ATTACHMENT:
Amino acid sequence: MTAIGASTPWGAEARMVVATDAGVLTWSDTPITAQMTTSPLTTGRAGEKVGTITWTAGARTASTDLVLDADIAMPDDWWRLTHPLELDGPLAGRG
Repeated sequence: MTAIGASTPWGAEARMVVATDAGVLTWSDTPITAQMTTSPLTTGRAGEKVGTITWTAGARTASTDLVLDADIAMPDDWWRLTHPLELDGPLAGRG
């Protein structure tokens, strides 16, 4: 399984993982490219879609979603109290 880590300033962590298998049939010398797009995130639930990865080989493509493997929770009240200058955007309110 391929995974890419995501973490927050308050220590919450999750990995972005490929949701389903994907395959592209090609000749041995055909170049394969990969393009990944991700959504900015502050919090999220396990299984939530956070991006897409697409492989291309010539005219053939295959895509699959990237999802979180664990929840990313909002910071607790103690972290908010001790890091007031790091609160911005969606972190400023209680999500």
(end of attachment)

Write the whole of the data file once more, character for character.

Amino acid sequence: MTAIGASTPWGAEARMVVATDAGVLTWSDTPITAQMTTSPLTTGRAGEKVGTITWTAGARTASTDLVLDADIAMPDDWWRLTHPLELDGPLAGRG
Repeated sequence: MTAIGASTPWGAEARMVVATDAGVLTWSDTPITAQMTTSPLTTGRAGEKVGTITWTAGARTASTDLVLDADIAMPDDWWRLTHPLELDGPLAGRG
């Protein structure tokens, strides 16, 4: 399984993982490219879609979603109290 880590300033962590298998049939010398797009995130639930990865080989493509493997929770009240200058955007309110 391929995974890419995501973490927050308050220590919450999750990995972005490929949701389903994907395959592209090609000749041995055909170049394969990969393009990944991700959504900015502050919090999220396990299984939530956070991006897409697409492989291309010539005219053939295959895509699959990237999802979180664990929840990313909002910071607790103690972290908010001790890091007031790091609160911005969606972190400023209680999500």